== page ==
part of the National 9/11 Memorial in New York incorporating the ‘footprint’ of the North Tower of the WTC

 

Sunday, 11 September 2016

On this Day: 15 years ago (has it already been that long?!?) this particular date, the 11th of September, or “nine-eleven” in American English, became one of the most momentous dates in modern history, when hijacked planes were flown into the Twin Towers of the World Trade Center (WTC) in New York in the biggest ever terrorist attacks on American soil. Both towers collapsed and nearly 3000 people were killed.

This photo shows part of the memorial at the “Ground Zero” site of the former WTC that has been constructed around the “footprints” of the destroyed Twin Towers – this one is that of the North Tower.

Today, the adjacent National 9/11 Museum (which is one of the most outstanding memorial museums I’ve ever seen!) will be closed, while special commemorative events mark this anniversary date at the open-air memorial. First there will be a private ceremony for families of the victims, then from 3 pm the memorial will reopen for the general public to pay their respects. Later in the evening the “Tribute in Light” art installation will once again illuminate the New York sky with two shafts of light representing the lost Twin Towers until midnight. The museum will reopen as normal tomorrow.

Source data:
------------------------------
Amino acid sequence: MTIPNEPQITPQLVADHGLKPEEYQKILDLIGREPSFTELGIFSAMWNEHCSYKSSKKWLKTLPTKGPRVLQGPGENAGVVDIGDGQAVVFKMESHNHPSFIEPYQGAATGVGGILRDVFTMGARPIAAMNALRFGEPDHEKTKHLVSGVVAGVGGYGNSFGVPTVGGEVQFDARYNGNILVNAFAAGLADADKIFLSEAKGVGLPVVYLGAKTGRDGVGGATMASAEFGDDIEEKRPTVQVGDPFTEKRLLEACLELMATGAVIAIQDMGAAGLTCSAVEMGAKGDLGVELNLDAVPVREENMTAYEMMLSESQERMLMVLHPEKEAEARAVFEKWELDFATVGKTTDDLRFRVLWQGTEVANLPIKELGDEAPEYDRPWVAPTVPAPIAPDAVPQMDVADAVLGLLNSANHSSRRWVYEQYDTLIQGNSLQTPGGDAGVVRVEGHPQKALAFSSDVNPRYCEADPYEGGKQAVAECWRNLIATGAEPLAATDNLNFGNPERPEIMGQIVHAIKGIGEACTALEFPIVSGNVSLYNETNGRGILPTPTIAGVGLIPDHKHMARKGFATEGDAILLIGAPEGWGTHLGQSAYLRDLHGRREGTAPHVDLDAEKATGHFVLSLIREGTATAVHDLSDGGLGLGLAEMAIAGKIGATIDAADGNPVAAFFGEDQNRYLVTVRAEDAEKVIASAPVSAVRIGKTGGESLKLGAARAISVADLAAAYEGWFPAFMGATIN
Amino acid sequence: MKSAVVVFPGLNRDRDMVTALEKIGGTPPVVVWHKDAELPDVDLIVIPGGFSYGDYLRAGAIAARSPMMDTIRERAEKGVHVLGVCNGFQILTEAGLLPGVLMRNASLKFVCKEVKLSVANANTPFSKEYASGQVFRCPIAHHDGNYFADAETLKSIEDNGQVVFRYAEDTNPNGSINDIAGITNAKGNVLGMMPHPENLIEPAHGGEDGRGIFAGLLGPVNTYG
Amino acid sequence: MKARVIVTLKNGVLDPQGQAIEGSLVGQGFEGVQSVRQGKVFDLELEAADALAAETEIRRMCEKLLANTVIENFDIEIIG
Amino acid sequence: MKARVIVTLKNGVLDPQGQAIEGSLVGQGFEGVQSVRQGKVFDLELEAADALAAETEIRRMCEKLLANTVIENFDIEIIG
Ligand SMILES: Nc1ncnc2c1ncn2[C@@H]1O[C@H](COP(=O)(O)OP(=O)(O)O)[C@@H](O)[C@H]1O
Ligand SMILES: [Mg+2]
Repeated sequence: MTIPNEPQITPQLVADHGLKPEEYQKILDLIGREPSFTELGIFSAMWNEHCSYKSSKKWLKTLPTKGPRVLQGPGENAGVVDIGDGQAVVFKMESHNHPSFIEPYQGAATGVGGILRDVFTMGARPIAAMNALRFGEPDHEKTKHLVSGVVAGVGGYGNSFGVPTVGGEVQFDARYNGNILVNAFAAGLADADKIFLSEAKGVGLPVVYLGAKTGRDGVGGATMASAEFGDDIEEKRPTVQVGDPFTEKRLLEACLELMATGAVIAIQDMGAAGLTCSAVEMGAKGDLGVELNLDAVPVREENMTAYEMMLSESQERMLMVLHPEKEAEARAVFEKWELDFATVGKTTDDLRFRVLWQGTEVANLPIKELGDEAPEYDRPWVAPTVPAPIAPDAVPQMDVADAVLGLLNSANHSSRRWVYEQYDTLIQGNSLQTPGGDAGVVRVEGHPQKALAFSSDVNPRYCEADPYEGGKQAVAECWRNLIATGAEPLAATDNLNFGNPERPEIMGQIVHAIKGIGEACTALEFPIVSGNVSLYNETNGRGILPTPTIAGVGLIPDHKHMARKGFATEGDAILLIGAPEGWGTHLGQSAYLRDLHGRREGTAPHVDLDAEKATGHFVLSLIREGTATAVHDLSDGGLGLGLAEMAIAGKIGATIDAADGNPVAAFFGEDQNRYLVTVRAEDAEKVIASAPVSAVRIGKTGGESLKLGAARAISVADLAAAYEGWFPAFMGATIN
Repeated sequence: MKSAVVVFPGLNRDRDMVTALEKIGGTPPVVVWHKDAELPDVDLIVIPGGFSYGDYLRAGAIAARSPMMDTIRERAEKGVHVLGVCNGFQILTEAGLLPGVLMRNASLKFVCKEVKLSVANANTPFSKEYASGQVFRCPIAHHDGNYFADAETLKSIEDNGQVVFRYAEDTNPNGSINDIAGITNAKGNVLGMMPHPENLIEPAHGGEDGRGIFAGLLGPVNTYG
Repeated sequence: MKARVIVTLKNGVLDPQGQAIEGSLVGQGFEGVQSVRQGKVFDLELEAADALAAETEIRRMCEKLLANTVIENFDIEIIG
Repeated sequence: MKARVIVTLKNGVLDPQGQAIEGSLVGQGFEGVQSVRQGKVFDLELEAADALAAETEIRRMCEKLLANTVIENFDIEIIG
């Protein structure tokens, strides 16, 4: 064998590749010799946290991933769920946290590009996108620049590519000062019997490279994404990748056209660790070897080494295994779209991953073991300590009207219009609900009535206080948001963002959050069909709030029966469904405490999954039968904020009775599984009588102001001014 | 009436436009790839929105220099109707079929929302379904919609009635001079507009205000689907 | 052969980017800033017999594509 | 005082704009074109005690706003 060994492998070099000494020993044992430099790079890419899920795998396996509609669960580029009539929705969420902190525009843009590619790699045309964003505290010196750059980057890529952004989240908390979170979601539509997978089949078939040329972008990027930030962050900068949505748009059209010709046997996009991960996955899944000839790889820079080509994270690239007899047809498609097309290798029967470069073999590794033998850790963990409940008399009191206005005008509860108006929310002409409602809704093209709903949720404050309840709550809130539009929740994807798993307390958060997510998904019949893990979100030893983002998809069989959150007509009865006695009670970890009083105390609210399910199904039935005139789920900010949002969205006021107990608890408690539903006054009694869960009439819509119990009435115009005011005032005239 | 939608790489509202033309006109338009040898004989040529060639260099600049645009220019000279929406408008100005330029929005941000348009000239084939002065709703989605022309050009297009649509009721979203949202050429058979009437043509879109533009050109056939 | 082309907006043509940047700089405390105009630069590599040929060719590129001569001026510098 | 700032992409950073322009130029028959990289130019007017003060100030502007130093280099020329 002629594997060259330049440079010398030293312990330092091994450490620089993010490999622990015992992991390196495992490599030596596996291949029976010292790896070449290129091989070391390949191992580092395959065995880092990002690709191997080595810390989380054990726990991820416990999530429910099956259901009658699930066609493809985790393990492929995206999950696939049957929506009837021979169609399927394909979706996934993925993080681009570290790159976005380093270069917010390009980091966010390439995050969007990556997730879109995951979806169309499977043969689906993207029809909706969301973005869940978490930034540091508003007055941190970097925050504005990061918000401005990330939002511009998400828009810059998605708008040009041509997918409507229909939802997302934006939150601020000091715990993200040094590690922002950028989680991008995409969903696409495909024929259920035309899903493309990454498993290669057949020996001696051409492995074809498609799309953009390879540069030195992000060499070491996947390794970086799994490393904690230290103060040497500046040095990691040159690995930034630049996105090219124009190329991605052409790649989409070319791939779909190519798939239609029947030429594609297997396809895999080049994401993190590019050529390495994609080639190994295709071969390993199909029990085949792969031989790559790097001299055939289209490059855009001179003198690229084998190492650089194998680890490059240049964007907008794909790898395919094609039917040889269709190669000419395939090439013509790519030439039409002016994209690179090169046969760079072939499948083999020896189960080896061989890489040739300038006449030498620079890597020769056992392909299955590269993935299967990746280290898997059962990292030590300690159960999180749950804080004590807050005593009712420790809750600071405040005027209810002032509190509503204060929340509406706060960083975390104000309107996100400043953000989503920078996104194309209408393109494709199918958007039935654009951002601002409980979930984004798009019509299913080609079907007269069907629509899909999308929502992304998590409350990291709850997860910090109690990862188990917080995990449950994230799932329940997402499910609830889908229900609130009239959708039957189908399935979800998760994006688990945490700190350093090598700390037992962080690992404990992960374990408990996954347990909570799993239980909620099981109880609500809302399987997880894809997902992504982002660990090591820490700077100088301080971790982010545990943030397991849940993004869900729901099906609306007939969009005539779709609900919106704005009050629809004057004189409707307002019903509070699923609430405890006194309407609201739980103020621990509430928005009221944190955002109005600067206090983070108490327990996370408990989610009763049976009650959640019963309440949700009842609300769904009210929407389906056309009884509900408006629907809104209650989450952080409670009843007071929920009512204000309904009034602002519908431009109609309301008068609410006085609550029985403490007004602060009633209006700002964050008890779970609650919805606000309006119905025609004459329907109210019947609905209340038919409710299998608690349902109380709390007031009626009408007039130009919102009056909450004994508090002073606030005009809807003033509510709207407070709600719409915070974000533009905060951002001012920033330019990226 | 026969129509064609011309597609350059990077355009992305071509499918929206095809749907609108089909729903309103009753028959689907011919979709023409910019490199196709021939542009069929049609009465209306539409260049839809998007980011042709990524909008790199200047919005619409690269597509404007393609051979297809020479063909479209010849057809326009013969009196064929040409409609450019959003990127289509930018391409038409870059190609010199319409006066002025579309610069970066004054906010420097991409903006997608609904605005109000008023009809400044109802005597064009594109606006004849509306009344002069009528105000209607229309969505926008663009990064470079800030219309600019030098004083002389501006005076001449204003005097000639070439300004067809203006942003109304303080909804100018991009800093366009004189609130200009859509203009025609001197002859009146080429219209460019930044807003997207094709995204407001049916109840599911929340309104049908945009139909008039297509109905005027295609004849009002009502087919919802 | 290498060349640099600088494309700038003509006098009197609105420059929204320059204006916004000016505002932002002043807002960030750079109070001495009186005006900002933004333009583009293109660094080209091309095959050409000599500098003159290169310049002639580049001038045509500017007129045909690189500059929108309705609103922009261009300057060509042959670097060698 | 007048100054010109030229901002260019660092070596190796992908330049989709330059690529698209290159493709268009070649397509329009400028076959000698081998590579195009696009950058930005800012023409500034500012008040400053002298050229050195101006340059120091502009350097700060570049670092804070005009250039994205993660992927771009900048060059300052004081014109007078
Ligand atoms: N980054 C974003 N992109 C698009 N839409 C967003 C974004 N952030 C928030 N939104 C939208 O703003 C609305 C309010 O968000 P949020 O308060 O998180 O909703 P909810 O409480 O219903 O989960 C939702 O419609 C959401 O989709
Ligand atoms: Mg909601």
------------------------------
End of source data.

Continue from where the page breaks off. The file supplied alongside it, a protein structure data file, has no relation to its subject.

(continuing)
the twisted former antenna mast that stood atop the North Tower of the WTC, now on display at the Newseum in Washington D.C.

 

Monday, September 11, 2017

On this Day … I guess you know what’s coming … 16 years ago, “9/11” happened. It changed the world, also for dark tourism. So the date has to be marked here.

The National 9/11 Memorial & Museum in New York is one of the most popular dark-tourism destinations worldwide (ca. 5 million visitors in its first year alone). There are various other sites related to 9/11 not only in the USA but pieces of the WTC, for instance, ended up in museums all over the world.

Most of these are mangled steel girders left behind after the collapse of the Twin Towers. But the item in today’s photo is different and unique: the twisted antenna mast that used to stand at the top of the North Tower. It too is now a museum piece – namely in the “Newseum” in Washington D.C.